Re: Re(2): assumption, supposition?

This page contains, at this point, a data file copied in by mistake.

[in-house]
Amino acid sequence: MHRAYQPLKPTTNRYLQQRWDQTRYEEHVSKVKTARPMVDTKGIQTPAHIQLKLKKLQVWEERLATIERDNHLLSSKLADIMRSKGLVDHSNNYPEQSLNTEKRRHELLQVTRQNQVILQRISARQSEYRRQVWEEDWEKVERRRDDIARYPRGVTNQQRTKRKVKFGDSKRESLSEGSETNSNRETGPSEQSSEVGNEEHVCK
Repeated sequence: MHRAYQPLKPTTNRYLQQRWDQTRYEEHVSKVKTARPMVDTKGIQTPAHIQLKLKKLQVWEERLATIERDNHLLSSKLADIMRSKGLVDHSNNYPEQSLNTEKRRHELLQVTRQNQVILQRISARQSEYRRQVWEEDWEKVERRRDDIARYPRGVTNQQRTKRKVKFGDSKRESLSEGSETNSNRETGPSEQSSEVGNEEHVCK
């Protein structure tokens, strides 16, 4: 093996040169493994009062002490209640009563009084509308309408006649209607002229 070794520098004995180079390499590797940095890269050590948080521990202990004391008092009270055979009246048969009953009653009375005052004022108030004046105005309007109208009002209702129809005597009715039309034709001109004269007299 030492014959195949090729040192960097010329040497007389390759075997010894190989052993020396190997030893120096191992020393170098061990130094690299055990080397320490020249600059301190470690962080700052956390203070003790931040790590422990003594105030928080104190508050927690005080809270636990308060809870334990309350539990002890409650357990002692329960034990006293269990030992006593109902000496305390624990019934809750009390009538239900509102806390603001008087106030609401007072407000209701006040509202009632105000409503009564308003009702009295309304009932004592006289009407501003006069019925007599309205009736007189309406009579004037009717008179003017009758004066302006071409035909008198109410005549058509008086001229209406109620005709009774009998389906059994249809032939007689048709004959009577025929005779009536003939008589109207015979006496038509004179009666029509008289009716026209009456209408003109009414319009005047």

*To*: mathgroup at smc.vnet.net*Subject*: [mg15378] Re: [mg15375] Re(2): [mg15331] assumption, supposition?*From*: Andrzej Kozlowski <andrzej at tuins.ac.jp>*Date*: Tue, 12 Jan 1999 03:14:43 -0500*Sender*: owner-wri-mathgroup at wolfram.com